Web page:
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  • Kim Moodey

MALALA


I love catching random glimpses of someone right as they break out into laughter. The way their eyes light up and their smile speaks of genuine joy – the tiny glimmer of watching someone laugh warms my heart even without the idea of ever having met them. Complete strangers enjoying their lives day by day. I believe people are good. Maybe this makes me sound particularly naive but I wish everyone in this world could be happy. I wish everyone in this world could have what they need. What brought this to my mind was the sight of my co-worker across the room that I just happened to look at as I walked back to my desk from the printer. I saw her talking to another one of my co-workers and it was then that she broke out into the most joyous laughter and the glimmer in her eyes as she laughed gives me hope that my naivety wishes upon everyone. That glimmer of happiness said through laughter. I sat down at my desk and continued working on some of the things I had in front of me. I thought, “I work with some of the strongest, greatest women I know. I feel really lucky to know them. I feel lucky to be one of them too.” I think what makes people strong is dignity. People are strong when they can take care of themselves. People are strong when they don’t let others’ dictate their future for them. Dignity – It’s essential to us as humans just as water and air. Could you imagine what your life would be like if someone told you at the age of 12 that you no longer could go to school because you had to get married instead? What if that someone was your mother or your father? You couldn’t argue with them. Even if you were the smartest kid in the school and all you dreamt of being when you grew up was a doctor. And you knew nothing could stop you from making that dream come true. Except for.. your parents not allowing you to finish school because you had to get married. This happens to nearly sixty million girls throughout the world. I’m not saying that there is a lack of dignity within this way of living but what I’m identifying for myself is that dignity is gained within the honor and respect from taking care of oneself and the honor and respect coming from others.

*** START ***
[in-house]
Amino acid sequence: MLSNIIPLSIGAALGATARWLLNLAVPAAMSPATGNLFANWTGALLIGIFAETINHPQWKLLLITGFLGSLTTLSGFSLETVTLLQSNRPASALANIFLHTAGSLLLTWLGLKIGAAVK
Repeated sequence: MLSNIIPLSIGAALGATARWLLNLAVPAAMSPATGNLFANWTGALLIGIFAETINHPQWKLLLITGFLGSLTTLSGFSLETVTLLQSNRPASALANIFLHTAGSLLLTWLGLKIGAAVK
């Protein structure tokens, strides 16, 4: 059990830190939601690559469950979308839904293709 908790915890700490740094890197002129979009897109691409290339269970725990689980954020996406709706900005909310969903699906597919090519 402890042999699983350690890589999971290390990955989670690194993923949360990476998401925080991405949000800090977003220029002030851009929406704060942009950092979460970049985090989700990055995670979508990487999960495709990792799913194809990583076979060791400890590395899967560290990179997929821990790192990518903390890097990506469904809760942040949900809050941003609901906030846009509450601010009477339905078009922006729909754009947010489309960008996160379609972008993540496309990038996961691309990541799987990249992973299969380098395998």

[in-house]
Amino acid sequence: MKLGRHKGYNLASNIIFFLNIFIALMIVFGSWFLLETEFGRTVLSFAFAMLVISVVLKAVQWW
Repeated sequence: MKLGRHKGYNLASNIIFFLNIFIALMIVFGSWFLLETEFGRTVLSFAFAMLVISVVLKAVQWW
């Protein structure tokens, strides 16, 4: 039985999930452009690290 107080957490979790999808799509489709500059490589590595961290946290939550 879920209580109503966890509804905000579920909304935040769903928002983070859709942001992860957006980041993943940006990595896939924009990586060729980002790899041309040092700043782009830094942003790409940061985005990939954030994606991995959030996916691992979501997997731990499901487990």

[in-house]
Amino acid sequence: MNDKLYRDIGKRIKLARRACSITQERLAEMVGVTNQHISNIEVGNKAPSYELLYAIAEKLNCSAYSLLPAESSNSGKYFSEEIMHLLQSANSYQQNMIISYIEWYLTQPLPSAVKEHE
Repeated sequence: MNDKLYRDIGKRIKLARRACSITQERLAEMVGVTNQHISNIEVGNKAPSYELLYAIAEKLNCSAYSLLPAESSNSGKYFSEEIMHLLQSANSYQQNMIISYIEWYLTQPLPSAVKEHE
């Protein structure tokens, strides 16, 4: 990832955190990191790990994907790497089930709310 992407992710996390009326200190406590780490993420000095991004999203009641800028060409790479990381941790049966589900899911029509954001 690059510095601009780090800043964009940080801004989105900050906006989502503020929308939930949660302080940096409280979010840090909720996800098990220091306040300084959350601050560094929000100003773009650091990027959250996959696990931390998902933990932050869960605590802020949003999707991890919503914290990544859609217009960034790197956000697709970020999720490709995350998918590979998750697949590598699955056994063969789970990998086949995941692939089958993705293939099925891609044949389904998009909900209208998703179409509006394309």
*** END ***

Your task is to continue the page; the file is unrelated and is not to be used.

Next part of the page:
What would this world look like if we were to stop oppressing women and start focusing on educating young girls instead?

I’ve been intrigued by Malala Yousafzai since the day I read about her. What I love about her most is that she is so loving and so hopeful despite what she has witnessed and experienced within her life. I cannot compare my life with hers as we are blatantly different people living completely separate lives but I’d like to think that we have one thing in common and that is the desire for gender equality within our lifetime. She and I both are strong advocates for education and rights for young girls. Malala Yousafzai is a Pakistani activist for the advocacy of education for girls and has sparked an international movement. When she was 11 years old she started a blog under the name BBC Urdu writing about her life under the Taliban Occupation of Swat. The summer following, a New York Times Documentary was made about her and quickly she became more well known. Soon after she was nominated for the International Children’s Peace Prize by activist Desmond Tutu.